On the positive side, I am mature enough to understand that my personal complaints really aren't a good reason to not read this book and pass on it's message.

Mortenson did finally get funding for his first school (and many subsequent schools), and he created an organization called the Central Asia Institute (CAI). This is the organization that handles the funds that enables Mortenson to continue to build schools in impoverished central Asia. Mortenson insists that his schools allow girls, as he believes educating girls is the secret to a peaceful society.

I took a class called "Peace through Commerce" as part of my MBA program, and one of the topics covered was microfinance. Without going into a lot of detail, microfinance is exactly what it sounds like--really small loans to people. For example, if you give a $15 loan to a cheese maker in a third world country, they can buy a special kind of thermometer and make better cheeses, which they can then sell at higher prices, and make more money, and improve the standard of living for their families. Microfinance organizations have found making loans to women, rather than men, to be more successful. Successful in two senses: women are more likely to pay back the loan, and women are more likely to use the extra income they earned as a result of whatever they did with the loan money to better the lives of their family, specifically their children, usually by sending them to school.

Additionally, it has been discovered that educating girls, specifically, to the fifth-grade level does all sorts of wonderful things for a society, including decreasing infant mortality, decreasing domestic abuse, decreasing violence, and creating a more productive society. Between what I know about microfinance and what I've learned about the importance of educating girls, I am really beginning to think that Mortenson might be on to something!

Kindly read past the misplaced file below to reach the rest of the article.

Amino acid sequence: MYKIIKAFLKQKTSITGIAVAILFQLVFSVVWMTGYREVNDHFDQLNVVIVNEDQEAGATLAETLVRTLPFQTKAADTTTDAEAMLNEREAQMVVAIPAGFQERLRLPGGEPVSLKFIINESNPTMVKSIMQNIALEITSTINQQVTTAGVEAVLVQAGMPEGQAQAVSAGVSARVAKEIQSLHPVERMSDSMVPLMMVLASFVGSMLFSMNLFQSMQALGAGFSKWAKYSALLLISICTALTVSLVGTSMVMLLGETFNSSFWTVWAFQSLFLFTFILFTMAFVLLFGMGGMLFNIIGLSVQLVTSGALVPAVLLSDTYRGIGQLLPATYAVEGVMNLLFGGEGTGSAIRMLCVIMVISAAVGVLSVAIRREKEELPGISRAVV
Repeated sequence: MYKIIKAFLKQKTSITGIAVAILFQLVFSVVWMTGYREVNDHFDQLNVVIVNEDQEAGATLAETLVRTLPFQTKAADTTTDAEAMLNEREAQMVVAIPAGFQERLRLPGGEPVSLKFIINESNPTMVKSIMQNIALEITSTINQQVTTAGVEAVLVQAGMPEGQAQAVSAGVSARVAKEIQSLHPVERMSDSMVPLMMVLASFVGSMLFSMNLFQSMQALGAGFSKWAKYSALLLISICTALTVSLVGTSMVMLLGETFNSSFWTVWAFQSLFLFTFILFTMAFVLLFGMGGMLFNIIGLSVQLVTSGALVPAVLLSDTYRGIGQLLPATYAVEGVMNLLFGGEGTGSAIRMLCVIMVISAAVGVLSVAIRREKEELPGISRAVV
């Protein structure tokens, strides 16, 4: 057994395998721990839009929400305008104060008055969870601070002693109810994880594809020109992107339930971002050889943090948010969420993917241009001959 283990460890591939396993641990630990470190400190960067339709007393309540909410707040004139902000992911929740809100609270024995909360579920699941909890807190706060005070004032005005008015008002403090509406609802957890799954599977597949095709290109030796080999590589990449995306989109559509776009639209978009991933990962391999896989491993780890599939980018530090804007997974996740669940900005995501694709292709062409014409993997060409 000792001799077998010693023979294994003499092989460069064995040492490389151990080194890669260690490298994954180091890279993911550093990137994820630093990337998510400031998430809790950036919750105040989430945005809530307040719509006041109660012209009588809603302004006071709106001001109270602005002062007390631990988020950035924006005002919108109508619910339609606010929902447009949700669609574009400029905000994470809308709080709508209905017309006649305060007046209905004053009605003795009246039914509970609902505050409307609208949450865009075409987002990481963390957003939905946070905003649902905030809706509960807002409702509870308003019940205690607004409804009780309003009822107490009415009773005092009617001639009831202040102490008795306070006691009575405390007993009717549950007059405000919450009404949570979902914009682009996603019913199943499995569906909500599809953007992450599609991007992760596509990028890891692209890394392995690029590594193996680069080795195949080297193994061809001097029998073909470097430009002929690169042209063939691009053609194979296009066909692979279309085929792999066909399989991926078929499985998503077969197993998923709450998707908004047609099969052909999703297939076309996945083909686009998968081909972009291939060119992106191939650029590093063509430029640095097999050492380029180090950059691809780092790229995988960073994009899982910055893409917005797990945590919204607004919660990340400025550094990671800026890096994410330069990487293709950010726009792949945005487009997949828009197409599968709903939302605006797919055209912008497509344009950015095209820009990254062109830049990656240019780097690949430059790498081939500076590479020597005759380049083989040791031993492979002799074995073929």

Here's where my personal irony comes in to play: after fifth grade, I HATED going to school. I COULD NOT think of a worse fate than having to go to school for the rest of my life (I realize that sounds rather melodramatic, but you're about 10 in fifth grade, and if you consider that you're about 22 when you graduate from college, those 12 years really do seem like the rest of your life when you're looking at it from the perspective of a 10-year-old). At the same time, I realized that I was way better off being a girl in America than I would have been in many other places in the world. And I did go to college, although I really, really didn't want to. It was easier for me to go to college and hate it for four years than to not go and have to spend the rest of my life explaining to people why I didn't go.

Those are two luxuries I think all girls should have: the luxury of having the option to HATE school, and the luxury of going to school being an easier choice than not going.

So while I won't say that Mortenson's cause is the most important one, or that "Three Cups of Tea" is the best book I've ever read, I will say that his cause is worth pondering and that his book is worth reading. All in all, I think that's fair praise.

1 comment:

  1. Virginia,
    Antie Carol also hated jr. high and high school. She was confussed about what was expected of her, who she was supposed to please, and on and on. She was glad when school ended. So your hating of school was not and is not your solo problem. Many people feel or felt the same. It was a tough time for many.
    Have you read The Hotel at the Corner of Bitter and Sweet, or Hands of My Father?